Who Do You Represent?

newspapersKenneth is running a paper route for some friends while they are on vacation. Saturday morning he got up, folded the newspapers, and finished the route before I rolled out of bed. (I had actually forgotten he had to get up early to complete this task.) When I came down the stairs Kenneth told me it sprinkled for a few minutes and then stopped while he was delivering papers, and he hadn’t put them into plastic bags. I confessed I should have looked at the weather and informed him it was supposed to rain.

I suggested he go back to the houses and put the papers into plastic bags. His face showed his lack of desire. I told him I understood how he felt, but if someone complained it would be his friends who got in trouble. I left it at that.

Fifteen minutes later Kenneth said he was leaving to go back over the route. (I’m so proud!)

This incident reminded me that just as those in Congress are to represent their constituents, we are representatives.

My friend tells her children when they leave the house, “Remember you leave here a member of the Jones family, and you will return a member of the Jones family. Don’t forget who you are.” I think she is reminding her children to stick to the family values they’ve been taught and not to be swayed by peer pressure. The children represent the Jones family.

As Christians, we are ambassadors for Christ. We are His representatives; and as such, we are to do His will and spread His message because our actions reflect upon Him. What others believe about us will possibly affect their beliefs about Christ.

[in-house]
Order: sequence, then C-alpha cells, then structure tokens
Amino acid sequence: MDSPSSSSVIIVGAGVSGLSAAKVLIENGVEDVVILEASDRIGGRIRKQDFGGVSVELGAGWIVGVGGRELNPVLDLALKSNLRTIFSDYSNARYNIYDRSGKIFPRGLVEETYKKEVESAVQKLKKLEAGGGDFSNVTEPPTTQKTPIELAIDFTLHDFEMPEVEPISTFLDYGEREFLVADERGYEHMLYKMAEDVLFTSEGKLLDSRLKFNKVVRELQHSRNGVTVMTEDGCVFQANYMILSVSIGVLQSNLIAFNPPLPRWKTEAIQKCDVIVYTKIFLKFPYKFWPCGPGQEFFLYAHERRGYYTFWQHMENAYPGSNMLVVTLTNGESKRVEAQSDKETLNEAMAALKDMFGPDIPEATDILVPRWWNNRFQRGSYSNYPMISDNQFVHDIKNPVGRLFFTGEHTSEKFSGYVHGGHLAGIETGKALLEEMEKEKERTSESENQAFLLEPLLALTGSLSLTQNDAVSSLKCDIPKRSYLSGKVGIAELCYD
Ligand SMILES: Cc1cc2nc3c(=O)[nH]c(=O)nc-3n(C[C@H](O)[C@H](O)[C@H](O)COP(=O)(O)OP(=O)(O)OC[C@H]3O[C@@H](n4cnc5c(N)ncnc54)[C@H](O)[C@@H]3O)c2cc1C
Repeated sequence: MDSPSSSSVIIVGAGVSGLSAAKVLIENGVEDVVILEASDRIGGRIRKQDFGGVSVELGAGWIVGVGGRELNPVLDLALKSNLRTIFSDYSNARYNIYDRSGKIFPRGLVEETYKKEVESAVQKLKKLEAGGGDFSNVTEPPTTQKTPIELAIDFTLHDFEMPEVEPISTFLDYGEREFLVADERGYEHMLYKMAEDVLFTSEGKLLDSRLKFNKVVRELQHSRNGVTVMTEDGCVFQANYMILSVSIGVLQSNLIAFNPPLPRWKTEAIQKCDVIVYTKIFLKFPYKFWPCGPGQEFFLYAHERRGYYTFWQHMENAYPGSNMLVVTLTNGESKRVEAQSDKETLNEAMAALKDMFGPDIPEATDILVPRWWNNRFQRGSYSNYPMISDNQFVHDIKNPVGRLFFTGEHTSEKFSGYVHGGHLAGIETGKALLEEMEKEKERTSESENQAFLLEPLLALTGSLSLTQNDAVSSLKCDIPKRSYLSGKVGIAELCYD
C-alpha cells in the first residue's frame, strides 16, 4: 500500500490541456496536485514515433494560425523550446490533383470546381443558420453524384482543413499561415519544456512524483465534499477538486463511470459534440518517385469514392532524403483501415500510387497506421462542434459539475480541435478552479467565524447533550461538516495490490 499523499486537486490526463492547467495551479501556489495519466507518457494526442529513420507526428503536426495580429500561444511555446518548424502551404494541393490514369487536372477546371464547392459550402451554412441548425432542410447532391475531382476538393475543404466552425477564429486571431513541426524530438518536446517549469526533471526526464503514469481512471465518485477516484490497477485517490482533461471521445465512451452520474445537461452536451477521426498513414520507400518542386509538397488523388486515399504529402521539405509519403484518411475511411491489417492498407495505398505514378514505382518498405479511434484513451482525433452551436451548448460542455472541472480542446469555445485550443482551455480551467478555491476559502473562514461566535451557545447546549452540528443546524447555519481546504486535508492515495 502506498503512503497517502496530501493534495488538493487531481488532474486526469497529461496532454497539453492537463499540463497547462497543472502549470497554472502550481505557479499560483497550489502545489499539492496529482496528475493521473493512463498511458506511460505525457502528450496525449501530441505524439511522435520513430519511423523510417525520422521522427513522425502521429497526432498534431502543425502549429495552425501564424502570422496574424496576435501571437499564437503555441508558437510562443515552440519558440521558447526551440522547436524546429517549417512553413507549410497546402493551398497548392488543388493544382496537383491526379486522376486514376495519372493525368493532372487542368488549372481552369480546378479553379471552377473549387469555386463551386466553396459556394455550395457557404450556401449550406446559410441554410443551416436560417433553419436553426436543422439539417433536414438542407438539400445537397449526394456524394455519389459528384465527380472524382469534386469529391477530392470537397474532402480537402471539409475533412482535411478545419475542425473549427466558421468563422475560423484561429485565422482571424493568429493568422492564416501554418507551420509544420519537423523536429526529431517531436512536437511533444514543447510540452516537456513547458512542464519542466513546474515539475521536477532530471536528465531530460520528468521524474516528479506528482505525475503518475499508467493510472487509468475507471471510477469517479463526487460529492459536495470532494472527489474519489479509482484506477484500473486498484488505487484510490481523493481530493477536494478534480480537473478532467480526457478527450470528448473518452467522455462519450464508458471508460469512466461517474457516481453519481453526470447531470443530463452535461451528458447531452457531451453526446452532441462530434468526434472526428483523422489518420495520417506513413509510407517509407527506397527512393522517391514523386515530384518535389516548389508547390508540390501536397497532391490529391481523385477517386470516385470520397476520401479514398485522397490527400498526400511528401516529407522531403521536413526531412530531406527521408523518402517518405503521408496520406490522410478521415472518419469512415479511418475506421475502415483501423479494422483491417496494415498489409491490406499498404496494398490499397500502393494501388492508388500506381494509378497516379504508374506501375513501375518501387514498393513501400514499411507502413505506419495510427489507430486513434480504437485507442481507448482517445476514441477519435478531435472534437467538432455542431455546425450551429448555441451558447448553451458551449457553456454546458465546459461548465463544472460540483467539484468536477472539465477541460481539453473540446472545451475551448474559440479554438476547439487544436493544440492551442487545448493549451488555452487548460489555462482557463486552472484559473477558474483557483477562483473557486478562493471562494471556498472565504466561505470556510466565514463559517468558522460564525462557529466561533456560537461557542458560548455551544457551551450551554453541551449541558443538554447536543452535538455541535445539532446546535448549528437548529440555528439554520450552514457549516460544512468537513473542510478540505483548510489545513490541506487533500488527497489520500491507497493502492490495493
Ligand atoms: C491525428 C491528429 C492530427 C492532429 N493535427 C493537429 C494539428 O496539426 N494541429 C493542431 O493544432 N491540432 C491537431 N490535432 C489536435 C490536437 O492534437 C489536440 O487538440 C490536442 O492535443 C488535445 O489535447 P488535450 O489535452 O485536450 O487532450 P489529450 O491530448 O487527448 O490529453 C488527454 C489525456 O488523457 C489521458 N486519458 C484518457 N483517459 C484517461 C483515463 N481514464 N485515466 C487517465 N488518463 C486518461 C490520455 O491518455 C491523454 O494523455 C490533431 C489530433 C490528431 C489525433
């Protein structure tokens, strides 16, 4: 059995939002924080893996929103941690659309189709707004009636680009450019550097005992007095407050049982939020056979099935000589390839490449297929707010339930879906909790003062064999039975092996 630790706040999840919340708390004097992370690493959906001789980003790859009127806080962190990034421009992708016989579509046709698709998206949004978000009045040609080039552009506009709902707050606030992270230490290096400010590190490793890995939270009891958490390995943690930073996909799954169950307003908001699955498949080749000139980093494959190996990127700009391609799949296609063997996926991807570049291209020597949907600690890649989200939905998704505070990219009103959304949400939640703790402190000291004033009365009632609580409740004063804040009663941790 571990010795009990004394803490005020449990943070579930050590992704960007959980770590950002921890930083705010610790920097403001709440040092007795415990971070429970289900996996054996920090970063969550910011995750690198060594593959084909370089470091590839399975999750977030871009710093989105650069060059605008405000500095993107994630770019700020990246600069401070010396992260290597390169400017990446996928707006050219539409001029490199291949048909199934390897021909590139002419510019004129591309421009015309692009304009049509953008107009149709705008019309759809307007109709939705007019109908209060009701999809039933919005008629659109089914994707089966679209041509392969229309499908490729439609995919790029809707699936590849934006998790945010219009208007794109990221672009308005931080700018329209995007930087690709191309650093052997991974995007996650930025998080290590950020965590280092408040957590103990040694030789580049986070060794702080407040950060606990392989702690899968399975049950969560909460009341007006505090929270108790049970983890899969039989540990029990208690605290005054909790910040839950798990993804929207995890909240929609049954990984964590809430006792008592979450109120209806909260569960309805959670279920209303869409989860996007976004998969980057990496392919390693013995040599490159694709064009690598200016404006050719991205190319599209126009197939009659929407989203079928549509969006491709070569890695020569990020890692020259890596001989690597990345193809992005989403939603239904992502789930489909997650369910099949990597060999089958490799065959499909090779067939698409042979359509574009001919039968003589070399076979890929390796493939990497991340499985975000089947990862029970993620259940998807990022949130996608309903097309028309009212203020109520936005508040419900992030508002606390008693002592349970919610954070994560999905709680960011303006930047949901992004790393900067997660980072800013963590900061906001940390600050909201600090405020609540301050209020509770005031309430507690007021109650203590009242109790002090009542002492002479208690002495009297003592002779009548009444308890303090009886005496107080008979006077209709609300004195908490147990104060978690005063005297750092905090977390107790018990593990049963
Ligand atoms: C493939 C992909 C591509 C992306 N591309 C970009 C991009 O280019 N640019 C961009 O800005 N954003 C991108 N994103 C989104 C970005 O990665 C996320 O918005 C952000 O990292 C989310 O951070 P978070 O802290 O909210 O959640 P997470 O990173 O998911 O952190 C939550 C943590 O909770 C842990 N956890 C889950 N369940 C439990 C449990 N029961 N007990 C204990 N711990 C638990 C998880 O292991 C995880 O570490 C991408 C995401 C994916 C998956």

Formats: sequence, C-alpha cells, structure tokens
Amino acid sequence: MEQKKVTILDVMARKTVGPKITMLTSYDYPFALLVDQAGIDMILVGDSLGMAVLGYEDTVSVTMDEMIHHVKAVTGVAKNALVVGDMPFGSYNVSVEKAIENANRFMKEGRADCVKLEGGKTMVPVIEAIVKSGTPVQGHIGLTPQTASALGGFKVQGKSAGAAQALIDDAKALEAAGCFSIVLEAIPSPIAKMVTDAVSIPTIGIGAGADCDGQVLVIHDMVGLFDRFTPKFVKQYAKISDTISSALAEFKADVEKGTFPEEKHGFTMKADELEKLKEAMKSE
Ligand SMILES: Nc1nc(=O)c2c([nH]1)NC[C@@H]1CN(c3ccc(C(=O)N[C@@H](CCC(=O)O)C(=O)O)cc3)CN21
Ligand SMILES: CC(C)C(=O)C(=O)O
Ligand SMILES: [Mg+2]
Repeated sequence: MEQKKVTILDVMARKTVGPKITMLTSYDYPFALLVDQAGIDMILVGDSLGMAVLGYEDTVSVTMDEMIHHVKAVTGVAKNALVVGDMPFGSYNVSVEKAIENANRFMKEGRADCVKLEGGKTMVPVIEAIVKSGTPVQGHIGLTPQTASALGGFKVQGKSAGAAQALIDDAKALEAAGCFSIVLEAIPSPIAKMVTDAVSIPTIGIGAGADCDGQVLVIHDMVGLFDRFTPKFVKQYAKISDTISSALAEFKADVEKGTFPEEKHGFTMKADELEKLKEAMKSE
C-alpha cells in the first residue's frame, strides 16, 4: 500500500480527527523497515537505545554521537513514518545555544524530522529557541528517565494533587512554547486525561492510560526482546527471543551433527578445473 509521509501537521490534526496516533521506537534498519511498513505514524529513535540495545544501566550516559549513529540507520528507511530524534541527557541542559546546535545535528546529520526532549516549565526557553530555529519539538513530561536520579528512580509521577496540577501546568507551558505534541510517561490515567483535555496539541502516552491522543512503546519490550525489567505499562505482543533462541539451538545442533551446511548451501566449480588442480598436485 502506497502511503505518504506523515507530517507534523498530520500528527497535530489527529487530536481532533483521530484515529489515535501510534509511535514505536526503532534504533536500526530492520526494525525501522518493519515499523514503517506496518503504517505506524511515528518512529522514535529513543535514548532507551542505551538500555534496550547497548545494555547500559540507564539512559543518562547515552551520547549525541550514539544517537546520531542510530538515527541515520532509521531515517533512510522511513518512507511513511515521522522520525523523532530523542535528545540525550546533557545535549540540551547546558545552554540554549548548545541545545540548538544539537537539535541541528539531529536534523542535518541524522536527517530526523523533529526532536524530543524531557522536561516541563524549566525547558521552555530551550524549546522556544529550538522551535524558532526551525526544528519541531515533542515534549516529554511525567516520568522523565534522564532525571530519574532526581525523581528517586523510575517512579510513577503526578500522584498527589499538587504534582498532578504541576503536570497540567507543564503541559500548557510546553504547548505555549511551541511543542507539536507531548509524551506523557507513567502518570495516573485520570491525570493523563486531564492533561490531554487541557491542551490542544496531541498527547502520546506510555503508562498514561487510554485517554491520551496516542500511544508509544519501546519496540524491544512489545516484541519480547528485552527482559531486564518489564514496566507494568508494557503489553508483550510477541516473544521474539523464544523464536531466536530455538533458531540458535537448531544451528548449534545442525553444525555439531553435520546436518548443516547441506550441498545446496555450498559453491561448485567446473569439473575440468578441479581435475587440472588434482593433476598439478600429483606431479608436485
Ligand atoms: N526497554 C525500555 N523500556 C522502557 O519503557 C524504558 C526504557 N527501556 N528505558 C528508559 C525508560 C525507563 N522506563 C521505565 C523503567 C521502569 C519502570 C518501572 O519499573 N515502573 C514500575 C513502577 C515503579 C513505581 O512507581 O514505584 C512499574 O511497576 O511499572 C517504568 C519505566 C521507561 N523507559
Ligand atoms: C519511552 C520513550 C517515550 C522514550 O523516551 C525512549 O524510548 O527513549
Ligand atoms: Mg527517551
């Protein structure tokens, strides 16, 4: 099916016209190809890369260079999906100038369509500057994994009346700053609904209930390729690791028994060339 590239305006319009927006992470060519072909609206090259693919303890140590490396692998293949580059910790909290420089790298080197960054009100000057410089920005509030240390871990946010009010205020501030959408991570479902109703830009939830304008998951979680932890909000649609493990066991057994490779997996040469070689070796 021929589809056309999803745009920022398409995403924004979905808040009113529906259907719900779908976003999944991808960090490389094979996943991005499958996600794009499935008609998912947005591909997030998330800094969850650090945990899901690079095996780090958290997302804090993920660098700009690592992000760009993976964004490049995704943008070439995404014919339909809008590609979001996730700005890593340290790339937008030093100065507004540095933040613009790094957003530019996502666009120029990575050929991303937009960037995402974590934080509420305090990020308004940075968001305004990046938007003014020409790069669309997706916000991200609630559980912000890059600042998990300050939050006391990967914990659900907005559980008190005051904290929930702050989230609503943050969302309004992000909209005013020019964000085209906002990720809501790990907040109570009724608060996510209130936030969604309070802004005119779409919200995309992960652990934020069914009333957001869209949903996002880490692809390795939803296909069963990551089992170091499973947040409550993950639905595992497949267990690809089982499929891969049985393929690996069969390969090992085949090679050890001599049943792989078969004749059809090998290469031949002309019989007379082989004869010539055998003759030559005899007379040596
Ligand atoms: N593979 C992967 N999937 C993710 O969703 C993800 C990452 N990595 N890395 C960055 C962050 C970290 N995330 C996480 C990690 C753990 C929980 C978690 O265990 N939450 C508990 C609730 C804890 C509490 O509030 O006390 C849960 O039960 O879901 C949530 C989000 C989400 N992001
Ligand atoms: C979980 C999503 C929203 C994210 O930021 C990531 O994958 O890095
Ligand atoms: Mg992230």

Surprisingly (we hadn’t compared notes on what each of us was writing), my husband’s sermon supported these thoughts. In Acts 23, the high priest struck Paul on the mouth. When Paul questioned his actions, those near Paul told him he had insulted the high priest.

“Paul replied, ‘Brothers, I did not realize that he was the high priest’” (Acts 23:5).

There are several explanations as to why Paul made this statement. One is that Paul was being sarcastic because the high priest’s actions did not reflect the God he was representing. Another possible reason is that Paul’s eyesight was bad, and he truly could not see who was talking to him. But even if this were the case, Paul should have recognized him through his behavior. Whatever the reason behind Paul’s statement, the fact remains that the high priest was not acting appropriately for his position. Therefore, Paul did not know him for who he was and who he represented.

  • Will people recognize us as Christians?
  • Do our actions reflect Christ?
  • How well are we representing Him?

Besides Christ, who else do we represent? The answer for me includes: my husband, my family, my church, my employer, my community, and my country.

How about you? Who do you represent?

capital building


2 thoughts on “Who Do You Represent?

  1. Barb, I always found that story about Paul and the High Priest very interesting, but I had never considered the point you make about his behavior leading to Paul’s confusion about who he was. Your post asks a question worthy of much reflection. “And who is equal to such a task?” (2 Corinthians 2:16).


  2. Julia,
    Don’s sermon brought this to light. It’s fun when God talks to Don and I about the same subject and we are unaware it is happening. He reinforced His point to me through Don’s sermon – and through our Sunday school class.
    I think the question helps us stop and think before reacting in many circumstances.
    Thanks for reading and responding!!


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